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Sea-salt vertical profiles over the Southern and tropical Pacific oceans:...

Shinozuka, Y., A. Clarke, S. Howell, V. N. Kapustin, and B. J. Huebert (2004), Sea-salt vertical profiles over the Southern and tropical Pacific oceans: Microphysics, optical properties, spatial variability, and variations with wind speed, J. Geophys. Res., 109, D24201, doi:10.1029/2004JD004975.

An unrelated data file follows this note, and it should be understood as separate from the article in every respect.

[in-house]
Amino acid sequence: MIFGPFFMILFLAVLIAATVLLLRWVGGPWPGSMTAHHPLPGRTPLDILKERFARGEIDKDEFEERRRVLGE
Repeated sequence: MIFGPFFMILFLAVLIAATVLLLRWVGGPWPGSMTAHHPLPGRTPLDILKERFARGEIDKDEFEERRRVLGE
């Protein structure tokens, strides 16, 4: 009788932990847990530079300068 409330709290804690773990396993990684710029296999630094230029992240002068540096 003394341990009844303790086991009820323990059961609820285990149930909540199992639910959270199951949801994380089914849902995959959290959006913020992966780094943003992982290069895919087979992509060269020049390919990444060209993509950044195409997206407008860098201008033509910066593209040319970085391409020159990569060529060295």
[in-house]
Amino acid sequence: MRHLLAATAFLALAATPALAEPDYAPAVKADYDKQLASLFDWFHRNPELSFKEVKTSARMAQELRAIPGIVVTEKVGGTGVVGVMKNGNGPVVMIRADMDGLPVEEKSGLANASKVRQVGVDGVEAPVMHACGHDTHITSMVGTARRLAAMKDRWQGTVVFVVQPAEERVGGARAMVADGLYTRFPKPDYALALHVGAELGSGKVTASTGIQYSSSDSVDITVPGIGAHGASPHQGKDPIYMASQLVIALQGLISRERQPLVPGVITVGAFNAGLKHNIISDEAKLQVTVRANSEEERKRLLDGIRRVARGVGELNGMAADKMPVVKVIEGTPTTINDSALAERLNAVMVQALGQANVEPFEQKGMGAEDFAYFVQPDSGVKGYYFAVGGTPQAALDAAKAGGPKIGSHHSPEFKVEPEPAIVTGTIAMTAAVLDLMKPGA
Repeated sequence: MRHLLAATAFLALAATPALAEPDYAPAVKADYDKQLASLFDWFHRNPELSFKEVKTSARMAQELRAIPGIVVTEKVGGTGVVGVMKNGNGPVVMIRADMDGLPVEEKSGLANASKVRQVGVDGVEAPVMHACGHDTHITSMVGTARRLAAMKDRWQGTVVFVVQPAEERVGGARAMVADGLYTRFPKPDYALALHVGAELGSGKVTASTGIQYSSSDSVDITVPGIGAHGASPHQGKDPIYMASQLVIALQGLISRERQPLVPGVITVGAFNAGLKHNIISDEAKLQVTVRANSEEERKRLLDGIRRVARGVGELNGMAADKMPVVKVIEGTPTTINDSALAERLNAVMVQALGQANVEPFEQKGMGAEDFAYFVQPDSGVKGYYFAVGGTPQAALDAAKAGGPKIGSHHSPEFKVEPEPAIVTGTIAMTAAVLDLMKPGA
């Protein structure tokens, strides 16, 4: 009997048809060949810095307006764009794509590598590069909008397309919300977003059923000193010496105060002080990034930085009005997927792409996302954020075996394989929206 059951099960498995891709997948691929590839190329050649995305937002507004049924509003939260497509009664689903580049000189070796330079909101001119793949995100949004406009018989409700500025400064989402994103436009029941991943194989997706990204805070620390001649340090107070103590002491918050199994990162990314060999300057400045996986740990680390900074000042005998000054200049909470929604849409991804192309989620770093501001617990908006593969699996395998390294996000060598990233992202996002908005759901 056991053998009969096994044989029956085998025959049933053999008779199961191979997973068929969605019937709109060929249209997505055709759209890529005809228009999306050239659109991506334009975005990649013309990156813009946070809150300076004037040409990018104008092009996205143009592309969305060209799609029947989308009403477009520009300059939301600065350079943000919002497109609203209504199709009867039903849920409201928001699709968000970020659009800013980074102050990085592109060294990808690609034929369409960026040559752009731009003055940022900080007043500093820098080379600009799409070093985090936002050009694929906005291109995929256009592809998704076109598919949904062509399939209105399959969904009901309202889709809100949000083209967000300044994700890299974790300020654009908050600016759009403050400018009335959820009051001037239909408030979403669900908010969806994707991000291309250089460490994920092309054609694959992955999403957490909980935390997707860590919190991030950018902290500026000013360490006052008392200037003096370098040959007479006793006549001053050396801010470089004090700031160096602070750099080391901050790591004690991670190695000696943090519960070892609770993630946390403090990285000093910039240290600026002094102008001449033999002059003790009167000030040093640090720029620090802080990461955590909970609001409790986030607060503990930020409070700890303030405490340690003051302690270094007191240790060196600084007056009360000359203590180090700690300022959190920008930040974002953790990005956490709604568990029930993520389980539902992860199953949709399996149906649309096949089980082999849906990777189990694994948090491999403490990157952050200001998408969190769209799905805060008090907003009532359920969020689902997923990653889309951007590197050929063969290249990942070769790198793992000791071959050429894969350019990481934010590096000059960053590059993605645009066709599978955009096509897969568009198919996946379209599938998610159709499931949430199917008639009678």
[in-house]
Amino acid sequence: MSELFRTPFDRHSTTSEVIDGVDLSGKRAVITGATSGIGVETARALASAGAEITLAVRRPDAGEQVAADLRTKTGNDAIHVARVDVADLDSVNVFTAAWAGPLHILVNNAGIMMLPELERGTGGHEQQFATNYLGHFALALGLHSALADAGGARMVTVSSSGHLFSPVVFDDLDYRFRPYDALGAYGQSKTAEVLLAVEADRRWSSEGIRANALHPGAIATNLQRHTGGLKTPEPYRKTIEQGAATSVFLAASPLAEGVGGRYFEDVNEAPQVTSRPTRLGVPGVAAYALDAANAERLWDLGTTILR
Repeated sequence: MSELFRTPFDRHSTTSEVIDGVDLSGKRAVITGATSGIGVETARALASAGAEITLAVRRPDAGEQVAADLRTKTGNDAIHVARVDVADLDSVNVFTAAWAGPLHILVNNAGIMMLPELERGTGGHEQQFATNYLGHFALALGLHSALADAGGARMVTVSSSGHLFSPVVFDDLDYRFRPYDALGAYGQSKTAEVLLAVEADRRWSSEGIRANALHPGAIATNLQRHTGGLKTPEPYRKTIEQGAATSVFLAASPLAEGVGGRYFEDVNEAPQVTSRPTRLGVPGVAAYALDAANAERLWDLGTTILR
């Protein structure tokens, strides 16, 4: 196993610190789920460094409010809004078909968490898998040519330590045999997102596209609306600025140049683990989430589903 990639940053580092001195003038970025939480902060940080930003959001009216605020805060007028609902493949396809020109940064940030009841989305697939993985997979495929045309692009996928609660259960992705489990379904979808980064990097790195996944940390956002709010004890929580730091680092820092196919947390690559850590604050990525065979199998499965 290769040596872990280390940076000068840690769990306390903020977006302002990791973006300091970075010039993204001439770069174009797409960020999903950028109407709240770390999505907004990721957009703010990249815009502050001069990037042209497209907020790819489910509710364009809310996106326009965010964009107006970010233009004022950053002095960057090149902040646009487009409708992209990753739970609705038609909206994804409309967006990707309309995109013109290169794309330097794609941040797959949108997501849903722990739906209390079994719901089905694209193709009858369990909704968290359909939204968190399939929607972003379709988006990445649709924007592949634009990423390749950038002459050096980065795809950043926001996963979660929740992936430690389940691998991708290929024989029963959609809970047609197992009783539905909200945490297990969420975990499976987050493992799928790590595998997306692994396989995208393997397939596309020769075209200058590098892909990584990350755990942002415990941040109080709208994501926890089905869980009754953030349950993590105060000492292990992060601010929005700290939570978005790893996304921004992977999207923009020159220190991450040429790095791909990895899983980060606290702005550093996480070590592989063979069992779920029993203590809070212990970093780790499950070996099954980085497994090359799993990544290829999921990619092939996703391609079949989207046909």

About 100 vertical profiles of marine aerosol were contrasted between two remote regions over the Southern Ocean and the equatorial Pacific. Real-time thermal analysis of particles at near 40°C, 150°C, and 300°C resolved the volatile (mostly sulfate and organic) and refractory (mostly sea salt) size distributions continuously throughout two major aircraft campaigns. The average sea-salt contributions to aerosol optical depths (AOD) in the marine boundary layer over the Southern Ocean and tropical Pacific were 0.037 (63% of the total column AOD) and 0.022 (31%), respectively, while the volatile component contributed 0.011 (19%) and 0.038 (53%), respectively. This shows the large difference in relative importance of sea salt and volatile components for regions with different residence times and source strengths. The total column AOD is estimated to be 0.037, 0.043, and 0.090 for 0–4, 4–8, and 8–12 m s-1, respectively, over the Southern Ocean, and 0.060, 0.062, and 0.128 for 3–5, 5–7, and 7–9 m s-1, respectively, over the tropical Pacific. Wind speed was a good indicator of sea-salt concentrations on a campaign average basis but a poor indicator on a case-by-case basis. This highlights the important effect of removal, wind duration, and fetch on sea-salt variability. Variability in the marine aerosol was assessed statistically for 96 circular flight legs of about 60 km diameter. This mesoscale variability increased with altitude and resulted in variations in column AOD of about 25% over these spatial scales. Hence mesoscale variability is an important concern for satellite remote sensing, closure studies, and model validation even for this nominally homogeneous clean marine atmosphere.

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